German government in crisis amid boiler ban controversy
The unprecedented leak of a draft law banning new fossil heaters in Germany from 2024 is causing trouble at the highest level of government, adding to difficulties in pushing through the proposal.
Currently, 20 million homes in Germany are heated with gas, alongside 10 million oil and coal heating systems. In 2022, Germans installed some 600,000 gas boilers, making the German building sector one of the greatest laggards on climate protection, having missed multiple annual targets.
To achieve climate neutrality by 2045 and face the near-total halt of Russian gas deliveries, the German government agreed last year to ban the installation of new fossil heaters from 2024, with only devices running on 65% renewable energy allowed going forward.
The move is expected to help Germany avoid some 40 million tonnes of CO2-equivalent emissions until 2030, according to government estimates.
But when Economy and Climate Action Minister Robert Habeck sought to put the de facto ban into law, Berlin was quickly awash with strife.
On 1 March, Germany’s best-selling tabloid Bild ran a story titled “Habeck wants to ban gas and oil heating systems”, based on a draft law obtained by the paper. “How the heating hammer hits YOU,” the article laid out, fanning the flames of opposition to the law, which is led by homeowner associations and the liberal FDP party, which is a member of Germany’s ruling three-party coalition.
The leak, a departure from government policy, has seemingly caused significant trust issues in the government.
Before a draft law is ever entered into the formal procedure of coordinating with other ministries, the German government circulates it internally to ward off any hiccups. So far, this stage has been watertight, the vice-chancellor noted.
Mistrust and in-fighting
Leaking the draft to Bild had “destroyed” talks within the government to build unity on issues like financing, Habeck added. “This was probably done deliberately, in order to obtain a cheap tactical advantage,” he said.
Deliberate leaks “don’t happen by accident,” Habeck noted. “That’s why I’m a bit alarmed whether there is any will to reach an agreement at all” on the boiler ban.
The German government is a coalition of the social democrat FDP, the Greens and the business-friendly FDP. Less than two years into its term, it appears to be deeply mired in infighting.
Wolfgang Kubicki, vice-chair of the FDP, previously compared Habeck to Russian President Vladimir Putin. The two possessed a “similar conviction that the state, the leader, the chosen one, knows better than the people what is good for them,” Kubicki said. He has since apologised for the statement.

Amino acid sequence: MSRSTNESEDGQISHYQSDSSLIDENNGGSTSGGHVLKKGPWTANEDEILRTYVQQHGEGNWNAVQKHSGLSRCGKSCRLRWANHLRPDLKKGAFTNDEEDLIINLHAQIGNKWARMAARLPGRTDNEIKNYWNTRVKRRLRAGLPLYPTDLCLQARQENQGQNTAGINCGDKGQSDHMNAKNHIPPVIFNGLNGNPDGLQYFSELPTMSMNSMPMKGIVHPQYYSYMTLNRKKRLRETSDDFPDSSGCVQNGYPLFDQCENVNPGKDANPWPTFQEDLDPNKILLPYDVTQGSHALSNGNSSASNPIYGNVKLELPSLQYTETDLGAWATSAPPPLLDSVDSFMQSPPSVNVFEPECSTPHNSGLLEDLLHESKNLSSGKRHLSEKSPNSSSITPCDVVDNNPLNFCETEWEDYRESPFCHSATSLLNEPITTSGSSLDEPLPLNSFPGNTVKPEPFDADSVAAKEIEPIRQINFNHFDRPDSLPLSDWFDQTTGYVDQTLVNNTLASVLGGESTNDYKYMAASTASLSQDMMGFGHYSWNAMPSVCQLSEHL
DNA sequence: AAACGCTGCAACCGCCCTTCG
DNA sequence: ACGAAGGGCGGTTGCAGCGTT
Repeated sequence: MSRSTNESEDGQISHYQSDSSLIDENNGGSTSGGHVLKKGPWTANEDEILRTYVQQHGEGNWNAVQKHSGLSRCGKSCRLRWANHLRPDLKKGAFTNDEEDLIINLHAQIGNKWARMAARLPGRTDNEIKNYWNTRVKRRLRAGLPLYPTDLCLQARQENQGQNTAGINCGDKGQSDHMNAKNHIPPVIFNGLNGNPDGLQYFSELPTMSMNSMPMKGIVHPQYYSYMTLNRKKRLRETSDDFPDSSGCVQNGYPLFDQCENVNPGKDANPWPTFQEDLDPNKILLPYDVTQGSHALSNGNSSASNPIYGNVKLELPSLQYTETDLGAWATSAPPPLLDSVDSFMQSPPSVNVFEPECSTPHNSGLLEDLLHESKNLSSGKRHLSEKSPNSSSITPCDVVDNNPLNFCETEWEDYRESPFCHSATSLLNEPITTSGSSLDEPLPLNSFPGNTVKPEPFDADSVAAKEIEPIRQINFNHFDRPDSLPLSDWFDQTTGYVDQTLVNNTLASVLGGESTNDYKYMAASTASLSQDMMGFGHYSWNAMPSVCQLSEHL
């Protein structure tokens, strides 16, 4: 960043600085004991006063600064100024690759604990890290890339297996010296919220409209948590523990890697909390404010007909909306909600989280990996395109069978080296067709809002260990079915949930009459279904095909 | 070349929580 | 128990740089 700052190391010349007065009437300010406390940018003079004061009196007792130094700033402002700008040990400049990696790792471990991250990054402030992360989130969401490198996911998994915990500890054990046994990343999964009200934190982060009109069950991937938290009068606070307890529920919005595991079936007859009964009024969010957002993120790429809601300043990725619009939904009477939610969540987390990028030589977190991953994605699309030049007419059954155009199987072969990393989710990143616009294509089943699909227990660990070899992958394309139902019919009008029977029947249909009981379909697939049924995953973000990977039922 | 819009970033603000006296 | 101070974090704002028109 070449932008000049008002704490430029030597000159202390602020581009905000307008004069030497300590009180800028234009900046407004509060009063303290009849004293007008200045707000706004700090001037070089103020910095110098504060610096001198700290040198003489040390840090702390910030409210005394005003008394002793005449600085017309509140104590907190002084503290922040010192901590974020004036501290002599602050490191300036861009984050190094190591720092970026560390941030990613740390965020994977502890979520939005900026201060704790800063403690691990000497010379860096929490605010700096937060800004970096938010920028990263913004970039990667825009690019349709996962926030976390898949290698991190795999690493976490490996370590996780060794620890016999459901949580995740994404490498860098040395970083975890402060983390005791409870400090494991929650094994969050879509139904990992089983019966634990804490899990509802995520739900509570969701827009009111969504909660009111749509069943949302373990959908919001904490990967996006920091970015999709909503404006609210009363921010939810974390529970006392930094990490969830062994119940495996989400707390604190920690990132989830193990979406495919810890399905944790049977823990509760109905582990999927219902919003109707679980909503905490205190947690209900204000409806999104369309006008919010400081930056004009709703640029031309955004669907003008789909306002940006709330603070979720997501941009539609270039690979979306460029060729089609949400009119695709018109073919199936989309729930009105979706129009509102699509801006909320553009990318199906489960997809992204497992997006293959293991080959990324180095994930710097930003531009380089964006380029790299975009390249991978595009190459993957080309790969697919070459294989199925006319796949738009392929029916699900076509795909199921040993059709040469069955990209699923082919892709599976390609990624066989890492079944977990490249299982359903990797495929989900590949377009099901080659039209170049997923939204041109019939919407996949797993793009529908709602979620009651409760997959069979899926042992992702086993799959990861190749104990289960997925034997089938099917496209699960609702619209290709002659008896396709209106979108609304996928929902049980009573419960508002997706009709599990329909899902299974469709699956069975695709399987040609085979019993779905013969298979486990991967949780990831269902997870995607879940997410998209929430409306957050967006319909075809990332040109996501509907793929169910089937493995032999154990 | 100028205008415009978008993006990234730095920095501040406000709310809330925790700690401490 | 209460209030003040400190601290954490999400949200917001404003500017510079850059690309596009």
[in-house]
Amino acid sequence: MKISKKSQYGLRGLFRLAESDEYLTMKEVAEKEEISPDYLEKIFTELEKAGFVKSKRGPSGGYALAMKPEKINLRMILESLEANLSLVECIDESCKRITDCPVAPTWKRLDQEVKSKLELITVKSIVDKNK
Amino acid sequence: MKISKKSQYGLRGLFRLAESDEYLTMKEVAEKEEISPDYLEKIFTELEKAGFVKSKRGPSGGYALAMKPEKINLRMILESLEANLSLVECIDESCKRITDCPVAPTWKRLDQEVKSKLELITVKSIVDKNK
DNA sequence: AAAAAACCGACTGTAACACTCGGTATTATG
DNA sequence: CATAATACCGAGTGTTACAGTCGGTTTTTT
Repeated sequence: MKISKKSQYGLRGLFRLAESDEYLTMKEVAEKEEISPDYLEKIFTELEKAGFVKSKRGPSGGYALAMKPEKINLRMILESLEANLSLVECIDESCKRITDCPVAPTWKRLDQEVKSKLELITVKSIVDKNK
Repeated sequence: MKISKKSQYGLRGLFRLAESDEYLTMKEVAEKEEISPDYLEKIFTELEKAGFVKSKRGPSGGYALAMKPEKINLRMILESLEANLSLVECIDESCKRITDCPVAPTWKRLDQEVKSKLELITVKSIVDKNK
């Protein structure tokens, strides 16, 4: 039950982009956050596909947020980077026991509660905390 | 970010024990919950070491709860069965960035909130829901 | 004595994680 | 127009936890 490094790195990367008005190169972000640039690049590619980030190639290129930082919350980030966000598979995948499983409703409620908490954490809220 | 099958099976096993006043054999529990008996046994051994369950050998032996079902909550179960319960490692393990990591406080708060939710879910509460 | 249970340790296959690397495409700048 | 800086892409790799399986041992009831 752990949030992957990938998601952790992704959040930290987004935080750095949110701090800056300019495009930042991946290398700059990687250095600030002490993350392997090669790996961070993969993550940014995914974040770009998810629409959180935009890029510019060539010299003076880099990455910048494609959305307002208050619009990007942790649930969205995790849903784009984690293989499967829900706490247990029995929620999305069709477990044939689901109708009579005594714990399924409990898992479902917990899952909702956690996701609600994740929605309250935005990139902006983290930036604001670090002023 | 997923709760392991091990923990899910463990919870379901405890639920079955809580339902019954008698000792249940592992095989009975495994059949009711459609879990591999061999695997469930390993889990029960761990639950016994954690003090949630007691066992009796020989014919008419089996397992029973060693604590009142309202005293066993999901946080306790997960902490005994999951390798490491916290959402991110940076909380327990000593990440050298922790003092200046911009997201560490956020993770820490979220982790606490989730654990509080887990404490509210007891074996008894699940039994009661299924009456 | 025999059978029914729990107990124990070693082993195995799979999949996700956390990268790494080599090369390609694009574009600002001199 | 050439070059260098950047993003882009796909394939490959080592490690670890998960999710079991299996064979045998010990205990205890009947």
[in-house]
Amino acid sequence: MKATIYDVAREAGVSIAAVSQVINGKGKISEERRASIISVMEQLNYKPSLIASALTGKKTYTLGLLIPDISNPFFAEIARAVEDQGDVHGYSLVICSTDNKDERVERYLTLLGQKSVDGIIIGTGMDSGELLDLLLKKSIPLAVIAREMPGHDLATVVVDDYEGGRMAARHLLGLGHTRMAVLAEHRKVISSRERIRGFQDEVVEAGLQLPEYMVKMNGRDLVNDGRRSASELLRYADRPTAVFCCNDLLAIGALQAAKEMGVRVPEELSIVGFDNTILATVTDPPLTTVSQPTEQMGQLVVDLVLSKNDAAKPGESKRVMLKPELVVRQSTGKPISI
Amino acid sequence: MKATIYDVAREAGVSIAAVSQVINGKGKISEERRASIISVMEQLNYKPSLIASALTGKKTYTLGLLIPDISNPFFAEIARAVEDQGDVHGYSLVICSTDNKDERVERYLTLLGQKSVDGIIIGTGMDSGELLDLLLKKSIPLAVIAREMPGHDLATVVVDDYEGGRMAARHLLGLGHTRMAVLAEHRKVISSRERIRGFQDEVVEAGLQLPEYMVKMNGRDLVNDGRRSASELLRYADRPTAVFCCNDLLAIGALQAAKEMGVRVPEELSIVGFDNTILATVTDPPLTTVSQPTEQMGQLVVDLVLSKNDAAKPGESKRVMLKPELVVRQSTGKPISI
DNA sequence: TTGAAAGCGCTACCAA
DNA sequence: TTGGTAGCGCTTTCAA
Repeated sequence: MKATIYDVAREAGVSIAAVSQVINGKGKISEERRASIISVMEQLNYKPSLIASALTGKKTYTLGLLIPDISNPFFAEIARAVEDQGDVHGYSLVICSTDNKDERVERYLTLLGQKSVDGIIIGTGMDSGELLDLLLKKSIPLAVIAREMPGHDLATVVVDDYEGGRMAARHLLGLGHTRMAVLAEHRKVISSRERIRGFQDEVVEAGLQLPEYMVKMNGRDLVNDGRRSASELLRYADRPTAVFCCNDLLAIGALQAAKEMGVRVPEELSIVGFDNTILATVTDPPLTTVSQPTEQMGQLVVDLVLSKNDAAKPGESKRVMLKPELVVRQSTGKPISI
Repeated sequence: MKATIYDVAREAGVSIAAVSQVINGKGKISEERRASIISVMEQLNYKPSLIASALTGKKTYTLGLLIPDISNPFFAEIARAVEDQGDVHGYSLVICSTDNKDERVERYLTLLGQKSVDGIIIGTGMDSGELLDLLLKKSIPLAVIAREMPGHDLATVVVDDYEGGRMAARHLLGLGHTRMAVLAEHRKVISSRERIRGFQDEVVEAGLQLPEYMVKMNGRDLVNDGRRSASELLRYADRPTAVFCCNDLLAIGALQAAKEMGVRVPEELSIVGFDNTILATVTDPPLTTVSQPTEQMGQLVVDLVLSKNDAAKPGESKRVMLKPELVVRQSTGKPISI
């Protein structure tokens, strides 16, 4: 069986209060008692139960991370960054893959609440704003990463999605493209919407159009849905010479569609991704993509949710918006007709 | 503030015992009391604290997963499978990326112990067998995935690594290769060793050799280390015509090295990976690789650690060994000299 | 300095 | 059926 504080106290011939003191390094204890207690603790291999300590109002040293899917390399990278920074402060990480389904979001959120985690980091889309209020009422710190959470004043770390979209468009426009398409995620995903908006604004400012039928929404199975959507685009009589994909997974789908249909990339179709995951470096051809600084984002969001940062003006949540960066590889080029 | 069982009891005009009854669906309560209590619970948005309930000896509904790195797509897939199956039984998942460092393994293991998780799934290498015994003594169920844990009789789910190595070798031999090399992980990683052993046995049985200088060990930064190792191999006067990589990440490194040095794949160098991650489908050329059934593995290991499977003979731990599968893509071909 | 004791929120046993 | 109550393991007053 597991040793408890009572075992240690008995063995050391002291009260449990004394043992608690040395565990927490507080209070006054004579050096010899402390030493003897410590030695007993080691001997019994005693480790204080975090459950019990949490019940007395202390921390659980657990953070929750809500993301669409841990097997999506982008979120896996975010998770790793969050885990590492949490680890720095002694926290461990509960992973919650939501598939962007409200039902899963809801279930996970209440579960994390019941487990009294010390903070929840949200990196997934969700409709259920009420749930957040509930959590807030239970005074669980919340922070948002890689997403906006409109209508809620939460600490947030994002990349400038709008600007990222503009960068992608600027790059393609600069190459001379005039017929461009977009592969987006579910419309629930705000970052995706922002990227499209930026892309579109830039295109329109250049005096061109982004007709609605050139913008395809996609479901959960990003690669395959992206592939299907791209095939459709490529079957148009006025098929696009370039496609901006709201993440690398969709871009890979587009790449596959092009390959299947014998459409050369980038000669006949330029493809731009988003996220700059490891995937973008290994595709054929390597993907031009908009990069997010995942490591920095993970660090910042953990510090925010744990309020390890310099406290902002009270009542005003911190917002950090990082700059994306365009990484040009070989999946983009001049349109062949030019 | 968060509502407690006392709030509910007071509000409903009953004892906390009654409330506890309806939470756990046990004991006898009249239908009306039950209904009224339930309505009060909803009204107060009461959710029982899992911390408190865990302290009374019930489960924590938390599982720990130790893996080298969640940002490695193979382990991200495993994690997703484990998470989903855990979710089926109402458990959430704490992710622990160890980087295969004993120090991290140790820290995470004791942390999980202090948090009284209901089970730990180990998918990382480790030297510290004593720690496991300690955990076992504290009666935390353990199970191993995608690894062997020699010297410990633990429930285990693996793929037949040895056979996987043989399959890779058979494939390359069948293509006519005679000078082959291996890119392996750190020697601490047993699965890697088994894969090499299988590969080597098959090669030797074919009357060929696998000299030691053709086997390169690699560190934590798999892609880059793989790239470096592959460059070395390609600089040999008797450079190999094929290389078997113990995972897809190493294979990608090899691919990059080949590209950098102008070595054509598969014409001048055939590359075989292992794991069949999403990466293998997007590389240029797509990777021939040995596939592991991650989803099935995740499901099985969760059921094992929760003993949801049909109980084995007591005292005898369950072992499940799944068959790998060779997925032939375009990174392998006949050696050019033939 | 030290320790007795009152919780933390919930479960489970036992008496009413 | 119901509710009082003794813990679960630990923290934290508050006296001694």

The Greens’ Katrin Göring-Eckardt, vice president of the Bundestag, told Tagesspiegel that “this is no way to treat each other among democratic parties, and certainly not among coalition partners”.
Others sought to calm tensions in the government.
“The public quarrelling of the last few days, the blaming each other, that is not what we need right now to move the country forward,” SPD chief Lars Klingbeil told ARD and Rheinische Post. “That is what this coalition will be judged on in the end,” he stressed.
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Already, the next federal elections seem to loom large in the minds of the government’s top politicians. Habeck said the boiler ban could not be delayed due to the upcoming elections, due to be held by 26 October 2025.
“We will have the federal election in 2025. It would be very naive to think that such a [controversial] law would be passed in an election year,” the Green politician stressed.
More than a year in, the government’s polling figures continue to fuel the infighting. While the SPD is seemingly stable at above 20%, 3-5% below their 2021 result, the FDP is struggling to stay above 5%, down from their 11.5% result achieved in 2021.
When the Greens, who sat around 20% for months – above their 14.8% result in 2021 – began dropping below 10%, derision from government partners quickly followed.
“They compensate for their dwindling importance with meaningless bluster,” Kubicki told Tagesspiegel on Sunday.
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Patching things up
Next Sunday (27 March), the government’s top brass is slated to meet to patch things up. The format, the “coalition committee”, gathers party leaders and top ministers.
“We need to focus on ourselves and realise once again what a privilege it is to be in this government,” Habeck stressed ahead of the meeting.
Should a consensus on climate protection be found, several key laws are expected to enter the legislative process. “You will see that in the next few weeks we will pass laws by the dozen, because they are all already written,” he highlighted.
Some laws, like the energy efficiency law, have been stuck in the intra-government coordination process for almost an entire year. An intervention by Chancellor Olaf Scholz in late 2022 to speed up the process was seemingly ineffectual.
Other contentious issues include the role of the state in energy suppliers like Uniper or SEFE, formerly Gazprom Germania, as well as EU plans to boost renovation rates by setting minimum standards.
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